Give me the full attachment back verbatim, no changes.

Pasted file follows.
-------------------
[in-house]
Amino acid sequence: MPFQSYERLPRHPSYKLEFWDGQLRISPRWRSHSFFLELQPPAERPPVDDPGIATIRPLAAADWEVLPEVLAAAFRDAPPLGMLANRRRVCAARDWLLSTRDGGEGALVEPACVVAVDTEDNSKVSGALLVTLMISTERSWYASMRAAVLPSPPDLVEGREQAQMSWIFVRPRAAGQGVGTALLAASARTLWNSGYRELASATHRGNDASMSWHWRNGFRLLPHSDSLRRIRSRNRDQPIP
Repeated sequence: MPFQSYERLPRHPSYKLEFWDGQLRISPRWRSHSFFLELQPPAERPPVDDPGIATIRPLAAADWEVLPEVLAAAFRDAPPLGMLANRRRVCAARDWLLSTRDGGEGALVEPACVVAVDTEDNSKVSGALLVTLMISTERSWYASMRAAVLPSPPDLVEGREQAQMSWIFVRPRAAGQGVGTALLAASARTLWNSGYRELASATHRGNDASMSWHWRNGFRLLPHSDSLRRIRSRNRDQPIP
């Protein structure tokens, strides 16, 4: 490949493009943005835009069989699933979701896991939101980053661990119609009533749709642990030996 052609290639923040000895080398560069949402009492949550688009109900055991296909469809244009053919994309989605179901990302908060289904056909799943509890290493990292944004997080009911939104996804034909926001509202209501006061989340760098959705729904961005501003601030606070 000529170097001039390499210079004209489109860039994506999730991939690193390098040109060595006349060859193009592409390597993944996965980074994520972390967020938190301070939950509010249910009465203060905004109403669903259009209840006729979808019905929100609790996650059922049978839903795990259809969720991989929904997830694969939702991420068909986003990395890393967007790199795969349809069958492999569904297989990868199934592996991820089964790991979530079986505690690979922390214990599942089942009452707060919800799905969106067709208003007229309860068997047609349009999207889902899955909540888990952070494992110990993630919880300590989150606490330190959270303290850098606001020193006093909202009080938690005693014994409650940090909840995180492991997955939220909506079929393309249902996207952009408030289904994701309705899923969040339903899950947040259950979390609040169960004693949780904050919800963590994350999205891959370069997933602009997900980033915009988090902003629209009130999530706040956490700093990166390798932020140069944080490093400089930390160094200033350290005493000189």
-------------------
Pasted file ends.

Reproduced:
[in-house]
Amino acid sequence: MPFQSYERLPRHPSYKLEFWDGQLRISPRWRSHSFFLELQPPAERPPVDDPGIATIRPLAAADWEVLPEVLAAAFRDAPPLGMLANRRRVCAARDWLLSTRDGGEGALVEPACVVAVDTEDNSKVSGALLVTLMISTERSWYASMRAAVLPSPPDLVEGREQAQMSWIFVRPRAAGQGVGTALLAASARTLWNSGYRELASATHRGNDASMSWHWRNGFRLLPHSDSLRRIRSRNRDQPIP
Repeated sequence: MPFQSYERLPRHPSYKLEFWDGQLRISPRWRSHSFFLELQPPAERPPVDDPGIATIRPLAAADWEVLPEVLAAAFRDAPPLGMLANRRRVCAARDWLLSTRDGGEGALVEPACVVAVDTEDNSKVSGALLVTLMISTERSWYASMRAAVLPSPPDLVEGREQAQMSWIFVRPRAAGQGVGTALLAASARTLWNSGYRELASATHRGNDASMSWHWRNGFRLLPHSDSLRRIRSRNRDQPIP
């Protein structure tokens, strides 16, 4: 490949493009943005835009069989699933979701896991939101980053661990119609009533749709642990030996 052609290639923040000895080398560069949402009492949550688009109900055991296909469809244009053919994309989605179901990302908060289904056909799943509890290493990292944004997080009911939104996804034909926001509202209501006061989340760098959705729904961005501003601030606070 000529170097001039390499210079004209489109860039994506999730991939690193390098040109060595006349060859193009592409390597993944996965980074994520972390967020938190301070939950509010249910009465203060905004109403669903259009209840006729979808019905929100609790996650059922049978839903795990259809969720991989929904997830694969939702991420068909986003990395890393967007790199795969349809069958492999569904297989990868199934592996991820089964790991979530079986505690690979922390214990599942089942009452707060919800799905969106067709208003007229309860068997047609349009999207889902899955909540888990952070494992110990993630919880300590989150606490330190959270303290850098606001020193006093909202009080938690005693014994409650940090909840995180492991997955939220909506079929393309249902996207952009408030289904994701309705899923969040339903899950947040259950979390609040169960004693949780904050919800963590994350999205891959370069997933602009997900980033915009988090902003629209009130999530706040956490700093990166390798932020140069944080490093400089930390160094200033350290005493000189």